IEEE Int. Conf. on Communications,
May 2019, Shanghai, China.
A Hybrid Beamforming Receiver with Two-Stage Analog Combining and Low-Resolution ADCs
Jinseok Choi (1),
Gilwon Lee (2), and
Brian L. Evans (1)
(1) Department of Electrical and Computer Engineering,
Wireless Networking and Communications Group,
The University of Texas at Austin,
Austin, TX 78712 USA
(2) Intel Corporation, Santa Clara, CA 95054 USA
Paper Draft -
Presentation Slides -
Related Journal Paper
Multiantenna Communications Project
In this paper, we propose a two-stage analog combining architecture for
millimeter wave (mmWave) communications with hybrid analog/digital beamforming
and low-resolution analog-to-digital converters (ADCs).
We first derive a two-stage combining solution by solving an mutual
information (MI) maximization problem without a constant modulus constraint
on analog combiners.
With the derived solution, the proposed receiver architecture splits the
analog combining into a channel gain aggregation stage followed by a
spreading stage to maximize the MI by effectively managing quantization error.
We show that the derived two-stage combiner achieves the optimal scaling
law with respect to the number of radio frequency (RF) chains and maximizes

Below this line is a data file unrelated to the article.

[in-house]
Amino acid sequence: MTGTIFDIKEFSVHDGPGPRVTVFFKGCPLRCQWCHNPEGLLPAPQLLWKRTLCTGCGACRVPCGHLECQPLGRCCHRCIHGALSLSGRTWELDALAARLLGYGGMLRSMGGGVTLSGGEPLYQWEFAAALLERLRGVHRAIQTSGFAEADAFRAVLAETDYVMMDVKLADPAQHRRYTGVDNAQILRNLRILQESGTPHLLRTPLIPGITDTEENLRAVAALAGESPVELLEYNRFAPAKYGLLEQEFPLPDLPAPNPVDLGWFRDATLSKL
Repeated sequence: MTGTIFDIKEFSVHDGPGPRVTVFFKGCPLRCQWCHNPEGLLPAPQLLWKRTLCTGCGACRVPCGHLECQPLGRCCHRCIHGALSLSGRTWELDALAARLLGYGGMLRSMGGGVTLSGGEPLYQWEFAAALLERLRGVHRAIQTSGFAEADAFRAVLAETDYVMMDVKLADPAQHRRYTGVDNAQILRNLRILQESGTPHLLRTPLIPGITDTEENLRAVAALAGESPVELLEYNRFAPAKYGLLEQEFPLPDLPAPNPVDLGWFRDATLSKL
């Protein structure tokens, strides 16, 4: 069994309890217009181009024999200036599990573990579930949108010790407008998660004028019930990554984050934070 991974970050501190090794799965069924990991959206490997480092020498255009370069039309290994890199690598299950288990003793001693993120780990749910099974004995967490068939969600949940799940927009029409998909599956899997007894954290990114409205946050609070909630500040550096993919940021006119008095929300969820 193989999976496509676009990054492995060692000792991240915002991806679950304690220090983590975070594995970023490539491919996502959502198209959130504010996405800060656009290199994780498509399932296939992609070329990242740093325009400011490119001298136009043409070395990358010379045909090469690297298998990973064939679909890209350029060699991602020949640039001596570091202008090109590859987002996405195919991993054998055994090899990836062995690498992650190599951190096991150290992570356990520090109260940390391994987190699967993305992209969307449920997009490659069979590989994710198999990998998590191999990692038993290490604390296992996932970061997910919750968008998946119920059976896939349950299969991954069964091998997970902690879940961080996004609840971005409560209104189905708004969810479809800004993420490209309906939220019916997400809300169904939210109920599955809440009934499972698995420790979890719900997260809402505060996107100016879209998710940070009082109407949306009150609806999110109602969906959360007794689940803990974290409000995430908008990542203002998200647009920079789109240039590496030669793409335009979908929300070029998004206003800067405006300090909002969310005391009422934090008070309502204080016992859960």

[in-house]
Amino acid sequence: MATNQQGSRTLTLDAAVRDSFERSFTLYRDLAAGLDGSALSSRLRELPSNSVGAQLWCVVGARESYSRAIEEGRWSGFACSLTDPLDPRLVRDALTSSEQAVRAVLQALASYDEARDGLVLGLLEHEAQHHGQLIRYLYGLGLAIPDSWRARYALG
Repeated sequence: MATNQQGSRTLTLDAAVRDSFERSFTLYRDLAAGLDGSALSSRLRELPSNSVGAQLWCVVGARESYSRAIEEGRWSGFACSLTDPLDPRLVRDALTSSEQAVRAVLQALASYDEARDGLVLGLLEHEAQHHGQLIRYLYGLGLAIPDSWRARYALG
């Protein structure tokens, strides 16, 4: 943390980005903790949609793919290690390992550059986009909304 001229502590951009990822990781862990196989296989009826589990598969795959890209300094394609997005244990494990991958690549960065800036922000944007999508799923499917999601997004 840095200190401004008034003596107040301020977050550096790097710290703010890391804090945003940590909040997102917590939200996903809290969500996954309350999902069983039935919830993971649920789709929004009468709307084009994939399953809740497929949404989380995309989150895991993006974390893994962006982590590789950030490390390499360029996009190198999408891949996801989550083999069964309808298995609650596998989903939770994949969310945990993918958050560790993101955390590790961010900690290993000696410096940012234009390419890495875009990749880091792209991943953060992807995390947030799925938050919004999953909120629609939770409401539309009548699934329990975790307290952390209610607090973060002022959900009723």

the MI for homogeneous singular values of a MIMO channel.
Then, we develop a two-stage analog combining algorithm to implement the
derived solution under a constant modulus constraint for mmWave channels.
Simulation results validate the algorithm performance in terms of MI.
Questions & Answers
Q1) Is the two-stage analog combiner channel-dependent?
A1) Yes. But only the first analog combiner is channel-dependent and the second analog combiner is independent to the channel. Thus, the first analog combiner needs to be re-tuned as the channel changes and the second analog combiner can be implemented with fixed phase shifters.
Q2) How often does the first analog combiner need to be re-tuned?
A2) The ideal case would be tuning the first analog combiner at the duration of the channel coherence time. But we can also tune the analog combiner at the duration of the coherence time of slowly-varying channel characteristics such as angle-of-arrivals.
Q3) So, can the first analog combiner be tuned for the angle-of-arrivals?
A3) Yes. Since there are few channel paths for millimeter wave channels, tuning the analog combiner to the major angle-of-arrivals would still provide reasonable performance.
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Last Updated 07/27/19.